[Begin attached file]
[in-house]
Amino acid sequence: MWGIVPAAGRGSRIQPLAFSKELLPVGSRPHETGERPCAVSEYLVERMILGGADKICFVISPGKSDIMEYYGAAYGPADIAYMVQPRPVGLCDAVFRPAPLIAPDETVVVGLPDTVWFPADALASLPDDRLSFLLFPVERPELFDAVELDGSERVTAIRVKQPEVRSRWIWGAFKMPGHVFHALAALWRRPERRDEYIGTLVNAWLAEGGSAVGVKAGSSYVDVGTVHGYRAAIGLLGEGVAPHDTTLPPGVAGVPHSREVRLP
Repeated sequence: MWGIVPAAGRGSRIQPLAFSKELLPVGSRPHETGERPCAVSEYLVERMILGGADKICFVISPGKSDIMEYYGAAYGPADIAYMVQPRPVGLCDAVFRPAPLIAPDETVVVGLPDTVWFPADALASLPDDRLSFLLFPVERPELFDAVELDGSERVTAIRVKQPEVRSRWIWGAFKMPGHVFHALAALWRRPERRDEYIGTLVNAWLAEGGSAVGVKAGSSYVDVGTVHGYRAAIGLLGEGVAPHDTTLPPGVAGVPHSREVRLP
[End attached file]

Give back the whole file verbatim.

[in-house]
Amino acid sequence: MWGIVPAAGRGSRIQPLAFSKELLPVGSRPHETGERPCAVSEYLVERMILGGADKICFVISPGKSDIMEYYGAAYGPADIAYMVQPRPVGLCDAVFRPAPLIAPDETVVVGLPDTVWFPADALASLPDDRLSFLLFPVERPELFDAVELDGSERVTAIRVKQPEVRSRWIWGAFKMPGHVFHALAALWRRPERRDEYIGTLVNAWLAEGGSAVGVKAGSSYVDVGTVHGYRAAIGLLGEGVAPHDTTLPPGVAGVPHSREVRLP
Repeated sequence: MWGIVPAAGRGSRIQPLAFSKELLPVGSRPHETGERPCAVSEYLVERMILGGADKICFVISPGKSDIMEYYGAAYGPADIAYMVQPRPVGLCDAVFRPAPLIAPDETVVVGLPDTVWFPADALASLPDDRLSFLLFPVERPELFDAVELDGSERVTAIRVKQPEVRSRWIWGAFKMPGHVFHALAALWRRPERRDEYIGTLVNAWLAEGGSAVGVKAGSSYVDVGTVHGYRAAIGLLGEGVAPHDTTLPPGVAGVPHSREVRLP